© Copyright Policy
Related In: Results  -  Collection

License
getmorefigures.php?uid=PMC4814109&req=5

pone.0152583.g009: Proposed mechanism for rapid modulation of PM repair by secreted lysosomal proteases.Ca2+ influx through wounds in the PM rapidly triggers exocytosis of lysosomes, releasing the proteases cathepsins B, L and D along with the lipase ASM. Cathepsins B and L are active extracellularly 5–10 s after PM wounding, while cathepsin D activity appears after a delay of 30–60 s. At early time points, cathepsins B and L (and possibly additional cysteine proteases) may cleave cell surface proteins and contribute to membrane access and/or activation of ASM. ASM hydrolizes sphingomyelin on the outer leaflet of the PM generating ceramide, which promotes lesion endocytosis and PM repair [13, 30]. ASM-generated ceramide may enhance cathepsin D activity, which plays a role in down-regulating ASM. Around 1 min after wounding the PM integrity is restored, and lysosomal hydrolases are no longer active extracellularly.

Mentions: Earlier investigations of the mechanism of PM repair have mostly focused on intracellular events, occurring at the cytoplasmic side of the membrane wound. In this study, we found that extracellular activity of proteases released from lysosomes play a role in regulating PM repair. First, we detected an increase in extracellular proteolysis during the first seconds after cell wounding and found that this process promotes PM repair. Second, active cysteine lysosomal proteases were released into the supernatant shortly after cell wounding, coinciding with an E64-sensitive solubilization of cell-associated proteins observed during the same period. Third, inhibition of cysteine proteases or RNAi-mediated silencing of the cathepsins B and L interfered with the ability of cells to reseal after injury, suggesting that these lysosomal cysteine proteases may facilitate PM repair by hydrolyzing proteins associated with the cell surface. Fourth, aspartyl protease inhibitors or RNAi-mediated silencing of cathepsin D enhanced PM repair, an effect that was associated with cell surface accumulation of active ASM, a lysosomal enzyme that promotes PM repair [20, 33]. Collectively, our results reveal that proteases released from wounded cells through lysosomal exocytosis can regulate PM repair, apparently by initially facilitating the process and subsequently down-regulating it (a proposed mechanism is shown in Fig 9).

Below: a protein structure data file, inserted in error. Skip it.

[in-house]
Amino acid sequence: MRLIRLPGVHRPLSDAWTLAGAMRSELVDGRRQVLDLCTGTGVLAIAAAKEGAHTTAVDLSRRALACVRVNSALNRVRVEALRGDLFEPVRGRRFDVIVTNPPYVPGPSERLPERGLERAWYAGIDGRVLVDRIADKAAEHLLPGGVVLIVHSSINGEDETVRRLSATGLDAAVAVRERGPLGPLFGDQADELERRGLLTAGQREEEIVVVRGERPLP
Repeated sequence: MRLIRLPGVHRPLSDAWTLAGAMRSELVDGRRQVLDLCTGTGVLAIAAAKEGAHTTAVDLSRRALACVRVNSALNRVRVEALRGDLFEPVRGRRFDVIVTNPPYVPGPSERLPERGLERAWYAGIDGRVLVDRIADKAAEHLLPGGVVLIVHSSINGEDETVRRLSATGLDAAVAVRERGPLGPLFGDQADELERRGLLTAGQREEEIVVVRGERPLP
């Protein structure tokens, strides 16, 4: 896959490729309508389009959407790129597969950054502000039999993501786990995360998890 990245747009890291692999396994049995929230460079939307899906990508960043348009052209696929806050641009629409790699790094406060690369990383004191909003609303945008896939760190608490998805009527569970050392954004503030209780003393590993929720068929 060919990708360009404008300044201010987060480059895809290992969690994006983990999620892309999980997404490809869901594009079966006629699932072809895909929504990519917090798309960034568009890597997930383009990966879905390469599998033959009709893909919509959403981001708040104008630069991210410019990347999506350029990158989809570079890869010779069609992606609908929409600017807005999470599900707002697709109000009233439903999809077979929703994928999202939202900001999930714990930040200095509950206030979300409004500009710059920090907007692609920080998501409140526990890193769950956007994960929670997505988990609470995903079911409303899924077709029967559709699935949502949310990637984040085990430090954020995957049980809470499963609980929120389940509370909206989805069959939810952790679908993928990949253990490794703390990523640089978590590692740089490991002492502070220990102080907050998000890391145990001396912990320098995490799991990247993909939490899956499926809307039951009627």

Plasma Membrane Repair Is Regulated Extracellularly by Proteases Released from Lysosomes.

Castro-Gomes T, Corrotte M, Tam C, Andrews NW - PLoS ONE (2016)